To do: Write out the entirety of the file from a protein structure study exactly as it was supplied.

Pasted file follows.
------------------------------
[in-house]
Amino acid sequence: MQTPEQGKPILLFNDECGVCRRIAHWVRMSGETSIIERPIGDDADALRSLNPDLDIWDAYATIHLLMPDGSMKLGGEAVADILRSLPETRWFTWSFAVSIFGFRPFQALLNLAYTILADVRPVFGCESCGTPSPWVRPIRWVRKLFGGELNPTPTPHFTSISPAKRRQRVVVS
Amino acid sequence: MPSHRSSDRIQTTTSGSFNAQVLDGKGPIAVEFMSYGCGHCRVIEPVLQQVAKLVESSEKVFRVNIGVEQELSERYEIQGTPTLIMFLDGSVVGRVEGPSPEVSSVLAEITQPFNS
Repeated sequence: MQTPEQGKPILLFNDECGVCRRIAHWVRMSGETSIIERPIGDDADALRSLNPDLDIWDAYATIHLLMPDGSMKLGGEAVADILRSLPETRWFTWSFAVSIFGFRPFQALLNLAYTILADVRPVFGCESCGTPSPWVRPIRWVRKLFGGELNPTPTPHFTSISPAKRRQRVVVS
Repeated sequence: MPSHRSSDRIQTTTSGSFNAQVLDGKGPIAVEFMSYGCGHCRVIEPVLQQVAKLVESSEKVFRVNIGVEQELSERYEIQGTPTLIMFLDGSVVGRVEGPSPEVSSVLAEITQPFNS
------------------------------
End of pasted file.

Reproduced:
[in-house]
Amino acid sequence: MQTPEQGKPILLFNDECGVCRRIAHWVRMSGETSIIERPIGDDADALRSLNPDLDIWDAYATIHLLMPDGSMKLGGEAVADILRSLPETRWFTWSFAVSIFGFRPFQALLNLAYTILADVRPVFGCESCGTPSPWVRPIRWVRKLFGGELNPTPTPHFTSISPAKRRQRVVVS
Amino acid sequence: MPSHRSSDRIQTTTSGSFNAQVLDGKGPIAVEFMSYGCGHCRVIEPVLQQVAKLVESSEKVFRVNIGVEQELSERYEIQGTPTLIMFLDGSVVGRVEGPSPEVSSVLAEITQPFNS
Repeated sequence: MQTPEQGKPILLFNDECGVCRRIAHWVRMSGETSIIERPIGDDADALRSLNPDLDIWDAYATIHLLMPDGSMKLGGEAVADILRSLPETRWFTWSFAVSIFGFRPFQALLNLAYTILADVRPVFGCESCGTPSPWVRPIRWVRKLFGGELNPTPTPHFTSISPAKRRQRVVVS
Repeated sequence: MPSHRSSDRIQTTTSGSFNAQVLDGKGPIAVEFMSYGCGHCRVIEPVLQQVAKLVESSEKVFRVNIGVEQELSERYEIQGTPTLIMFLDGSVVGRVEGPSPEVSSVLAEITQPFNS